Both Doug and Rich, below, make a crucial point: that the important debate about funding for the rest of the current year—a debate made necessary by the failure of the last congress to produce a budget—pales in scope and significance compared to the coming 2012 budget debate, which will begin as soon as next week.
The argument now raging about billions of dollars over the rest of this year matters a lot, but the debate soon to begin about trillions of dollars over the coming decades is by far the most important policy challenge this congress will confront. Republicans now seem poised to make pretty significant progress on the former—more or less achieving their original goal of reverting to 2008 levels for the remainder of the year—and then to press for far far greater progress on the latter.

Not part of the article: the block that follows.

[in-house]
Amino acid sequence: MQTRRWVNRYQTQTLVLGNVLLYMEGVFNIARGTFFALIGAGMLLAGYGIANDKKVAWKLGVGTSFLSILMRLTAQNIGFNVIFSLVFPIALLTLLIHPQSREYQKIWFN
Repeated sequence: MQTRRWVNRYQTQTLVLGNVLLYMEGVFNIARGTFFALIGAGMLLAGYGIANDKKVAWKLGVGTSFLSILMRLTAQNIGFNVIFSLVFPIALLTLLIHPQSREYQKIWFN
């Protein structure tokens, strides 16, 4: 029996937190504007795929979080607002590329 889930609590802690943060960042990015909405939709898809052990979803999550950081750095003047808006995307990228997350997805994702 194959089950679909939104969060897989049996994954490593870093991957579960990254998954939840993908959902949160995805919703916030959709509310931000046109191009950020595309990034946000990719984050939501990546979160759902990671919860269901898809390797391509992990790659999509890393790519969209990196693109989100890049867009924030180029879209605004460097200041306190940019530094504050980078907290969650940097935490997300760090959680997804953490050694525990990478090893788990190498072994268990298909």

Schweikert told The Hill Wednesday that for him and other freshmen, the Ryan budget is much more important than the current fight over 2011 spending. “That document is everything,” he said.